You look for times when your dog isn’t fearful, weary or suspicious of items and you reinforce that, especially if there’s something in the environment that you think your dog might be suspicious of but he’s not. That’s when you lavish him with praise and reinforcement and the singsongy voice and tell him what a good boy he is.

 Anytime you’re impressed with his calm, confident nature in the presence of something that you predicted might concern him, that’s what you reinforce because that’s what you want more of.

There are other ways to handle it. It depends on the extremity of the situation or the dog’s personality. You could go so far as to actually apply punishment to a dog for being fearful. It just depends on what you want and how you want to get there. But the first step, the most critical step, is you don’t accidentally reinforce the fearfulness. OK?

So at least being neutral to it. Don’t talk. That’s the easiest coaching I can give somebody. If you have a dog that’s a little bit nervous or fearful of something, stop talking because chances are you’re going to be inadvertently reinforcing how your dog is acting. Keep your mouth closed. Don’t say anything. Keep on walking. Don’t slow down. Don’t stop. Don’t hesitate. Make sure that your own body language isn’t hesitant or weary of the situation. You need to be responsible for making sure that every ounce of your body language exudes confidence and your dog will follow suit.

When I explained this to the woman last night, she sat there and she said, “Wow! Wow! I never looked at it quite like that before.” That is the most common response I get when I explain this to people. I never really thought about it like that before.

Then about 10 minutes later, she was like, “That was really good advice! I can’t believe it! That was such good advice!” and I am absolutely confident that her relationship with her dog will shift. Her dog’s behavior will shift. She will start to notice differences in her dog and in her dog’s demeanor and his attitude and his spirit out and about, out in the world.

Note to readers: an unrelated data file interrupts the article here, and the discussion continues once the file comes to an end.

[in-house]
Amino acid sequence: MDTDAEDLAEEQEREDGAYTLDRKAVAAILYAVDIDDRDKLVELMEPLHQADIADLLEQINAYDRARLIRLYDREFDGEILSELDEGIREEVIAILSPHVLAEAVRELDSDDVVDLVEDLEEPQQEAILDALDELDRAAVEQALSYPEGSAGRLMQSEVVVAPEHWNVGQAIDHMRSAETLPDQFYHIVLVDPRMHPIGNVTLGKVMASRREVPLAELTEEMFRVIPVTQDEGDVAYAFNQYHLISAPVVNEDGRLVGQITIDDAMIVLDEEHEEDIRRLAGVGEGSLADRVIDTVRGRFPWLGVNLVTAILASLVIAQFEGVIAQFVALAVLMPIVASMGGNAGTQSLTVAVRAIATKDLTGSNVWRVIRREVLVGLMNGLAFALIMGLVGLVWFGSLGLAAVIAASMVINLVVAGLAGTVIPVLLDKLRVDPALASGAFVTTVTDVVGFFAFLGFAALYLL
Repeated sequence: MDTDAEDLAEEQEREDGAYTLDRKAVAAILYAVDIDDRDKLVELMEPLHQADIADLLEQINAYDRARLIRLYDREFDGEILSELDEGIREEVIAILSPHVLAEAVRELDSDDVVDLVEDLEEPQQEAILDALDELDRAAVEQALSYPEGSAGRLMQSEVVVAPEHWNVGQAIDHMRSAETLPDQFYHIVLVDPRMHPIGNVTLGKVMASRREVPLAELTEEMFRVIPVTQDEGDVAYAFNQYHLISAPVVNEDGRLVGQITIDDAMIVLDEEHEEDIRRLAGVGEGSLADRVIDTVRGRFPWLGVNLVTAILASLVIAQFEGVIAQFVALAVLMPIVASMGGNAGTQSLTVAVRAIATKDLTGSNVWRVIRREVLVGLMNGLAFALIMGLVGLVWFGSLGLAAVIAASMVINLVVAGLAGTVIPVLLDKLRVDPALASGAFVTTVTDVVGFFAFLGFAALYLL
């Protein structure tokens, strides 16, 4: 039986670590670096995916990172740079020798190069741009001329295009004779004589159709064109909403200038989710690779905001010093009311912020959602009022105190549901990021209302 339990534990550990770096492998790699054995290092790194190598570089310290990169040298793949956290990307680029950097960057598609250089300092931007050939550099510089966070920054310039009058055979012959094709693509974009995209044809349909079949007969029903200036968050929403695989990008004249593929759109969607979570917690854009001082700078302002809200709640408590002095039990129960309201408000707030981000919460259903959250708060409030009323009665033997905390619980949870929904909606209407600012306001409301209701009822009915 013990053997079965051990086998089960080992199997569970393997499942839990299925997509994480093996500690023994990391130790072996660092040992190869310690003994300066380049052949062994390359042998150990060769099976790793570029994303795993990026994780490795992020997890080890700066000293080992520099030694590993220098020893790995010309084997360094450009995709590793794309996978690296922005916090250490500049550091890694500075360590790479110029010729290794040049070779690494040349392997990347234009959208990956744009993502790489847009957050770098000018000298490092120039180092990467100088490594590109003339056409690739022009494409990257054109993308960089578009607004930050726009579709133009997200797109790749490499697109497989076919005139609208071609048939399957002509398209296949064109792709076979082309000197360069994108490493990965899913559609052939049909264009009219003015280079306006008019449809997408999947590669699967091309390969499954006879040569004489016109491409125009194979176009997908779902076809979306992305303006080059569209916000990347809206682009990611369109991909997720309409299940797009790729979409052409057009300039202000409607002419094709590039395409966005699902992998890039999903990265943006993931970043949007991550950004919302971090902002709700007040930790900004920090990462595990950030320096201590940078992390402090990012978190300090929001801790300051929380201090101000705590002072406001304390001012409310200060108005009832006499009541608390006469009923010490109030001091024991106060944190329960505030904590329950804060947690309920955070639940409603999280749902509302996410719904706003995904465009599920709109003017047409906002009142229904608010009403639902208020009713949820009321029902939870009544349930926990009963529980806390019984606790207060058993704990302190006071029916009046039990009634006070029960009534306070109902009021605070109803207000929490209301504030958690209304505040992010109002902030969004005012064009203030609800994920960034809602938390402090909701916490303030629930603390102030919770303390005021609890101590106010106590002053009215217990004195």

He will be a different dog based on that one conversation that we had. So if you have a dog that’s anything like this dog, take the same advice. Go out there and make your actions – have your actions be what causes your dog to shift and change his behavior instead of having your actions potentially make his behavior worse.

Have fun with it and let me know if you have a dog that’s fearful or skittish. Let me know. What is he fearful or skittish about? How have you been handling it? What could you do differently in the future? How could you handle it to be a better match for what you want? Because remember, if you want your dog to look at the situation and think it’s no big deal, it’s absolutely imperative that you approach the situation like it’s no big deal.

So we talked exactly about this example of a trash can on the street, but the same thing applies to thunder, thunderstorms.

There is another trainer I learned of recently who’s a pretty famous trainer who said to me that you cannot reinforce a state of mind. So I’m talking about a dog being fearful or anxious and that you’re inadvertently reinforcing it. So he would disagree with me and I think it’s all semantics because when I say you’re reinforcing your dog for being anxious or fearful, what I mean is you’re reinforcing your dog for slowing his pace, changing the arc of his walk away from an object, putting his hackles up, whining, growling, putting his head down, averting his eyes. Those are the behaviors that your dog is exhibiting that would have me say he’s fearful or anxious. OK, have fun!


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  1. Great advice!!! Something else that works very well is using a reinforcer that is strong enough to overcome the fear itself such as using a toy your dog loves such as a ball. So play ball around objects he would normally be fearful of by tossing it next to the object and have him retrieve it. Before you know it, your puppy/dog goes right by the object with no problem. It’s another way.